Raj Kumar sat at his roadside repair shop in Jalandhar on Friday, the sound of pneumatic drills and passing cars and motorbikes threatening to drown out the traditionally Punjabi Bhangra music playing over the radio as he stitched up one of several footballs that were strewn over his wooden table.
Kumar has been faced with a recent uptick in business as local children take up the sport ahead of the upcoming FIFA World Cup, bringing their footballs to Kumar's shop for a quick and affordable fix-up.
The surge in business has not come as a surprise to the repair man, who says he has been in the job for 45 years.
Kumar said the children of Jalandhar tend to adopt whichever sport gets the most attention on television.
During much of the year in this cricket-obsessed nation, that means repairing cricket bats and pads.
With the World Cup due to start next week in Russia, however, Kumar has been landed with a pile of deflated and beaten up footballs, many of which look beyond salvage, and which litter his shop's store cupboard.
Kumar says he has been repairing around 50 footballs per month as the tournament approaches. He charges Rs 50 ($0.75) to stitch up a damaged football, while the fare to repair the inside bladder would cost his clients Rs 90.
Much of the sports equipment that comes through his repair shop is manufactured locally; Jalandhar is home to a dominant sports goods market.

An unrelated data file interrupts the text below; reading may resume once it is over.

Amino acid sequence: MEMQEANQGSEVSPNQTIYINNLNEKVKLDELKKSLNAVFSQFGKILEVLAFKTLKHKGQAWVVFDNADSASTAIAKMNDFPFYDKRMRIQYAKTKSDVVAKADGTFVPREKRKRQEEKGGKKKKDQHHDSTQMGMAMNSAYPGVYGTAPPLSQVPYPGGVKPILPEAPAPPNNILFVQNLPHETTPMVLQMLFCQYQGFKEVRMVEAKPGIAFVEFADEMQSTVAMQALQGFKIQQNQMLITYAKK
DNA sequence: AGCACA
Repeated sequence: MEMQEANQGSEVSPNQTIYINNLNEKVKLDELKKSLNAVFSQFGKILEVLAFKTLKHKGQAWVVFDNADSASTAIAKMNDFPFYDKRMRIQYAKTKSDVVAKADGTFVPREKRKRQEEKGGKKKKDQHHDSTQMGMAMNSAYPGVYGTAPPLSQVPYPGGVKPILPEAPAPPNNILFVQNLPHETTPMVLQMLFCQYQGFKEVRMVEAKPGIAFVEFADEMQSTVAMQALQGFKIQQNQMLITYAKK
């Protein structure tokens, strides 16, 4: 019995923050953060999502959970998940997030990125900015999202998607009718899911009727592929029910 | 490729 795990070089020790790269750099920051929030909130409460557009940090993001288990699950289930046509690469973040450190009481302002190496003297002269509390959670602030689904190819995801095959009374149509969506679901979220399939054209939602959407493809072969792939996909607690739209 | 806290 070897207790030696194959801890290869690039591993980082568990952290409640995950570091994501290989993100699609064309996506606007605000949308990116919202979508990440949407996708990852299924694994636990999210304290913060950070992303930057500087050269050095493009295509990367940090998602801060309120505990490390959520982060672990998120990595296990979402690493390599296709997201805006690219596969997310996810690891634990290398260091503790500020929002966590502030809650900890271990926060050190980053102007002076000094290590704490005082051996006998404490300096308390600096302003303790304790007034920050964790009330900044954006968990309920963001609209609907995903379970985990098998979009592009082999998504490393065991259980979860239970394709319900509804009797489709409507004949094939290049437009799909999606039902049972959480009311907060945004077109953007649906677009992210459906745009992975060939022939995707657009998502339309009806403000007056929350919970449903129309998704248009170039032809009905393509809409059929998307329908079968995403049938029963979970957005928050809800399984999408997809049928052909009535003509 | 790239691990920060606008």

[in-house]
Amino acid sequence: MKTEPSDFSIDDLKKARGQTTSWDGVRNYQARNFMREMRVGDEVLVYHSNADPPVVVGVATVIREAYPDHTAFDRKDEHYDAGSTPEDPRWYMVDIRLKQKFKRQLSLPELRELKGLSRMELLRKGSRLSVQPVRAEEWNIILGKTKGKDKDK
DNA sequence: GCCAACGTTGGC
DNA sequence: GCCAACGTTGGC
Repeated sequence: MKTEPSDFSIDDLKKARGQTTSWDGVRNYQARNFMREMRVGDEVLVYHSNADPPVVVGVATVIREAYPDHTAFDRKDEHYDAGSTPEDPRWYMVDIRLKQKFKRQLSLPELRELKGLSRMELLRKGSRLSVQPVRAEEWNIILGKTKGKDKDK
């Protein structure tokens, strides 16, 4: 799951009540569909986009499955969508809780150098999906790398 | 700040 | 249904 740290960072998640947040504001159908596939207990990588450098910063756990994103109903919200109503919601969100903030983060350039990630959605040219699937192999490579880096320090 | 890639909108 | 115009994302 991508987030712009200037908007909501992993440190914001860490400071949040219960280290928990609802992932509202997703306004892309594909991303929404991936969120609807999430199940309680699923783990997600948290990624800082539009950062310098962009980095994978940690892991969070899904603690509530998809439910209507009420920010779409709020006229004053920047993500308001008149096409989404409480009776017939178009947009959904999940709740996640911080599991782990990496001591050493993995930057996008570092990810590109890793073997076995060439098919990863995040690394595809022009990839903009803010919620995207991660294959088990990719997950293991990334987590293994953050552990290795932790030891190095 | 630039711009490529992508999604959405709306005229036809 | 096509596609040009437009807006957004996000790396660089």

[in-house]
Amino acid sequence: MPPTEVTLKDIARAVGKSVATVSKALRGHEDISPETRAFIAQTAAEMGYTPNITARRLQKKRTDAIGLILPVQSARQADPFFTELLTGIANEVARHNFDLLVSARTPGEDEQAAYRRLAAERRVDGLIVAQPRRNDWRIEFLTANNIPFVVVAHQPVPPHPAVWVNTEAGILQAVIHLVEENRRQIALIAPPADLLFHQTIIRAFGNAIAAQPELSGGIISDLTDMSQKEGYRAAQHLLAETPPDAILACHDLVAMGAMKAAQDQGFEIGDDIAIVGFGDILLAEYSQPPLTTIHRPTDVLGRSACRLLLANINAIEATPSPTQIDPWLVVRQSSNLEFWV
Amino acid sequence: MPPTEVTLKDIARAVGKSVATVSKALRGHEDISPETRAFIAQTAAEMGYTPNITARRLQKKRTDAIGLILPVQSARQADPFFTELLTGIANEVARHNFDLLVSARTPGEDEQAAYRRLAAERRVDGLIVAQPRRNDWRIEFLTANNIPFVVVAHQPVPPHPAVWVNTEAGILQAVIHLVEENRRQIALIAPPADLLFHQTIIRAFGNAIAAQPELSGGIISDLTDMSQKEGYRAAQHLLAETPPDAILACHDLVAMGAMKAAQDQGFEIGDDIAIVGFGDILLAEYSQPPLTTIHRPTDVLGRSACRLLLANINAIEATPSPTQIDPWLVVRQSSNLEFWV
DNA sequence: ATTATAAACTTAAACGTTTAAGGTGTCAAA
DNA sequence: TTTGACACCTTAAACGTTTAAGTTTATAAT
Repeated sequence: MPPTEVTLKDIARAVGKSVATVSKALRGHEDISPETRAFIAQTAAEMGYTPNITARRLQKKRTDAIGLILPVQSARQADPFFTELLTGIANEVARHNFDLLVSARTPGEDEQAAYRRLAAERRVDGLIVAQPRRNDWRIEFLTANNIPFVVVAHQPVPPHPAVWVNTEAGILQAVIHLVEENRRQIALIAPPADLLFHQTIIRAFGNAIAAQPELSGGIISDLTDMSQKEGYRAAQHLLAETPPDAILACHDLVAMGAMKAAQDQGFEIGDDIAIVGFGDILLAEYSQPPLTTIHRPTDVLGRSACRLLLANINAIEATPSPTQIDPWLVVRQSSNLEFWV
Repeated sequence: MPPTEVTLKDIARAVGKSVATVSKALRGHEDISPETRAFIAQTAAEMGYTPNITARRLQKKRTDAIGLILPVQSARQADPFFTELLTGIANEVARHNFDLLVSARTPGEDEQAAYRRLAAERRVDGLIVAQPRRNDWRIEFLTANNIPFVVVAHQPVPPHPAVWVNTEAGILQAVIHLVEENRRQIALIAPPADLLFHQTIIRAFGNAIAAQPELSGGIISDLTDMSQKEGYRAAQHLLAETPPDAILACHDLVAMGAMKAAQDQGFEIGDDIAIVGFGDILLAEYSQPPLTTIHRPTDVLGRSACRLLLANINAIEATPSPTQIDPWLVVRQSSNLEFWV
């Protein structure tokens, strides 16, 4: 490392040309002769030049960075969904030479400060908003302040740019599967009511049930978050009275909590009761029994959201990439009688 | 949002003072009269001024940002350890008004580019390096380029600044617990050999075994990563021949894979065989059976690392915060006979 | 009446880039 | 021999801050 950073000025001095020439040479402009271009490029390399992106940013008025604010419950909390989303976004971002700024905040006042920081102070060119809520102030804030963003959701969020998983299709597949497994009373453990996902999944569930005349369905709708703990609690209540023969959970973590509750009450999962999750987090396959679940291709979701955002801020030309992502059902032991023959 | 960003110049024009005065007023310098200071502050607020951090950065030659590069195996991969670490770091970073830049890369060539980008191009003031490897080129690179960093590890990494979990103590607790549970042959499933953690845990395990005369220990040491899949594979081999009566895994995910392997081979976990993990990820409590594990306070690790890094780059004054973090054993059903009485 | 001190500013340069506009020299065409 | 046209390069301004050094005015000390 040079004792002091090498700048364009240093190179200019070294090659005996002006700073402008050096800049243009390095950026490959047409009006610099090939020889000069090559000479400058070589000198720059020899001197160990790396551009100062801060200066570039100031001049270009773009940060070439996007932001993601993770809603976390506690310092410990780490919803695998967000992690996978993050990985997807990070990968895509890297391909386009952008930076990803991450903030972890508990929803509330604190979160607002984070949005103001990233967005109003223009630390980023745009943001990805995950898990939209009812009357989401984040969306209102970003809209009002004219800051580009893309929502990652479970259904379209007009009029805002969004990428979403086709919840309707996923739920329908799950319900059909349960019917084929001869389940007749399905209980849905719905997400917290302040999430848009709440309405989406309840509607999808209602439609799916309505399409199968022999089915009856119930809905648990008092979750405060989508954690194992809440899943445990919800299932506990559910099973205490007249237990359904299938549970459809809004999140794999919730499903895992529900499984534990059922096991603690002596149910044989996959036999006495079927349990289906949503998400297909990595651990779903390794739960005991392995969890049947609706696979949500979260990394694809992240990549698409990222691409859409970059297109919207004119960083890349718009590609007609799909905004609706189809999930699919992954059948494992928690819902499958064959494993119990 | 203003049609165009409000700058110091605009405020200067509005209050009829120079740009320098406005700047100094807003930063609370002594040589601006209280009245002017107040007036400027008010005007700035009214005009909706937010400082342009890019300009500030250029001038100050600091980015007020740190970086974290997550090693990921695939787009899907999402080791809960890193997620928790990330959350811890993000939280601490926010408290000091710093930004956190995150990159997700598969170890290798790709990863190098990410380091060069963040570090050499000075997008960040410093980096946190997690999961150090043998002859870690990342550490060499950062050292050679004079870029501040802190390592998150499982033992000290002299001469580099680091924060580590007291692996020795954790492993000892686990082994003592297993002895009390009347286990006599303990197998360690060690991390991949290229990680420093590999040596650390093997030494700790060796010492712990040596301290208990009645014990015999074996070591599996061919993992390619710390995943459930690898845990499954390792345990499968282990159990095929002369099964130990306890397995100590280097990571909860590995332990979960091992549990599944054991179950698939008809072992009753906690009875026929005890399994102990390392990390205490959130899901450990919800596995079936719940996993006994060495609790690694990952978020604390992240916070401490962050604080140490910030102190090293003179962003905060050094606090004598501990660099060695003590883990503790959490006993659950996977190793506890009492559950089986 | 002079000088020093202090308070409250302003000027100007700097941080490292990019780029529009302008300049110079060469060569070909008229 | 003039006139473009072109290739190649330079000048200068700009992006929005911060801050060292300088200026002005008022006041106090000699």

The city even has a traffic intersection named as "Football Chowk" located next to a market at which mostly sports goods are sold. A concrete sculpture of a hand with a football on it is located near the traffic intersection of "Football Chowk."
Jalandhar's sports industry is one of the biggest manufacturing hub in India with around 100 sports goods manufacturing units in the city.
At one such unit, workers for Indian sports goods company Nivia had their hands full churning out and stacking up a range of different coloured footballs, goalkeeping gloves, jerseys and boots.
Many of the balls have been themed in the national colors of teams hoping to excel in Russia, including Spain, England and Argentina.
The company, which employs 2,000 workers, produces over 250,000 balls per year, which are sold through more than 2,000 dealers nationwide.
The manufacturers said that while they used to receive a higher demand for their wares from abroad, which has since decreased due to increasing competition from Chinese, Pakistani and Vietnamese producers, they have had a surge in local and domestic orders ahead of the World Cup.